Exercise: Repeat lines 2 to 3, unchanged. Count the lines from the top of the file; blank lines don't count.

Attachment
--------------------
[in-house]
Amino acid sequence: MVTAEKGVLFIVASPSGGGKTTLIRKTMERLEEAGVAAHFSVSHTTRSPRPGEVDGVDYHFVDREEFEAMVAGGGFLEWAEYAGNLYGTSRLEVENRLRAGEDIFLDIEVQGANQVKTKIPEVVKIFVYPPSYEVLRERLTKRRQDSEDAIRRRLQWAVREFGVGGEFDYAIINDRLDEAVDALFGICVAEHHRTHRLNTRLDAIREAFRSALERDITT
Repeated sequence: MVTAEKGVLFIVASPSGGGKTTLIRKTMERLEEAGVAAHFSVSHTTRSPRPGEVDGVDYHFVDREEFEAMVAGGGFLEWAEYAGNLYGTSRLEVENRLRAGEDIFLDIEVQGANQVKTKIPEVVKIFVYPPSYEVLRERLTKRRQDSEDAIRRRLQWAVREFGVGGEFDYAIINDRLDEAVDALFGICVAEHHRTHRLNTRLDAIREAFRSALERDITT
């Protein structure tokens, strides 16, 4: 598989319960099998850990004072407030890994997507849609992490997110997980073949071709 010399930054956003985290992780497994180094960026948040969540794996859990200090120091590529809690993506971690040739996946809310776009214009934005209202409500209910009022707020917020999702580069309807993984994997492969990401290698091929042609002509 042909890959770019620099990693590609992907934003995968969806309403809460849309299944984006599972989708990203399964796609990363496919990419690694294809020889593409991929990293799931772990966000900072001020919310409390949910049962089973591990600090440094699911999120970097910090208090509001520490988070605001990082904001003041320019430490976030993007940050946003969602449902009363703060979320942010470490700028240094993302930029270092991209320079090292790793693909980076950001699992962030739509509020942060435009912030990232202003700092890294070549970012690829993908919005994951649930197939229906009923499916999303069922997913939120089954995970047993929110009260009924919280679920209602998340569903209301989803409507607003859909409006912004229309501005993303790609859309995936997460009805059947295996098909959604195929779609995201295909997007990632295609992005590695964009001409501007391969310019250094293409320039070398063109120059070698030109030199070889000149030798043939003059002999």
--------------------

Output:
Amino acid sequence: MVTAEKGVLFIVASPSGGGKTTLIRKTMERLEEAGVAAHFSVSHTTRSPRPGEVDGVDYHFVDREEFEAMVAGGGFLEWAEYAGNLYGTSRLEVENRLRAGEDIFLDIEVQGANQVKTKIPEVVKIFVYPPSYEVLRERLTKRRQDSEDAIRRRLQWAVREFGVGGEFDYAIINDRLDEAVDALFGICVAEHHRTHRLNTRLDAIREAFRSALERDITT
Repeated sequence: MVTAEKGVLFIVASPSGGGKTTLIRKTMERLEEAGVAAHFSVSHTTRSPRPGEVDGVDYHFVDREEFEAMVAGGGFLEWAEYAGNLYGTSRLEVENRLRAGEDIFLDIEVQGANQVKTKIPEVVKIFVYPPSYEVLRERLTKRRQDSEDAIRRRLQWAVREFGVGGEFDYAIINDRLDEAVDALFGICVAEHHRTHRLNTRLDAIREAFRSALERDITT